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9 September 2019 HCDI performance of Na-2x3 and Na-2x4 nanowires for water desalination
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Abstract
Hybrid capacitive deionization (HCDI) is an emerging water desalination technology that integrates an intercalation electrode against a capacitive carbon counter electrode. The former electrode incorporates ions into the material volume unrestricted by surface area. Tunnel manganese oxide nanowires are a promising class of intercalation materials due to their low cost, small environmental footprint, stability in aqueous solutions, and high theoretical ion removal capacity. Previous HCDI studies reported high desalination performance of disordered Na-stabilized manganese oxide (NaxMnO2) tunnel phases known as 2xn-MnO2 and hybrid-MnO2. In contrast, this study focuses, for the first time on the synthesis and HCDI water desalination performance of highly ordered NaxMnO2 phases with uniform rectangular tunnels. These tunnels are formed by 2 MnO6 octahedra on one side and 3 or 4 MnO6 octahedra on the perpendicular side called Na-2x3 and Na-2x4, respectively. The analysis includes ion removal performance in NaCl solution to understand ion intercalation and surface adsorption processes into tunnel manganese oxides and the role of the stabilizing ions compared to the two previously reported disordered phases.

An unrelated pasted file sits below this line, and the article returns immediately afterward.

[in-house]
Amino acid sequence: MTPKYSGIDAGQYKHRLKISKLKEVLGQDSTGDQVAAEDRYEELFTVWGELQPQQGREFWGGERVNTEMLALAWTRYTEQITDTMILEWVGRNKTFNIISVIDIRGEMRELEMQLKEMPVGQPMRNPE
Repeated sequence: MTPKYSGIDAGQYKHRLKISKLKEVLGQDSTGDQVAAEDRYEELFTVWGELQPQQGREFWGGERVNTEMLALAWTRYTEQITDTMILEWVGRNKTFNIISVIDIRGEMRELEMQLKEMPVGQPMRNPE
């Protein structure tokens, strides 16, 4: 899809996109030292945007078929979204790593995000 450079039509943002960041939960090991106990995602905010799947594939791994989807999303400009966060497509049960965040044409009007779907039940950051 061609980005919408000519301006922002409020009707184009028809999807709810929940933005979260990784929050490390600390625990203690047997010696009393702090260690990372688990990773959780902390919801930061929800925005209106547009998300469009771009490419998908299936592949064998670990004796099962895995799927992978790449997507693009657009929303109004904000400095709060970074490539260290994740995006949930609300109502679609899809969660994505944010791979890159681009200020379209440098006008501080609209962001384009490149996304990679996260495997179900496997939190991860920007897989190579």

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Phillip Ridley, Ryan Andris, and Ekaterina Pomerantseva "HCDI performance of Na-2x3 and Na-2x4 nanowires for water desalination", Proc. SPIE 11085, Low-Dimensional Materials and Devices 2019, 110851J (9 September 2019); https://doi.org/10.1117/12.2529626
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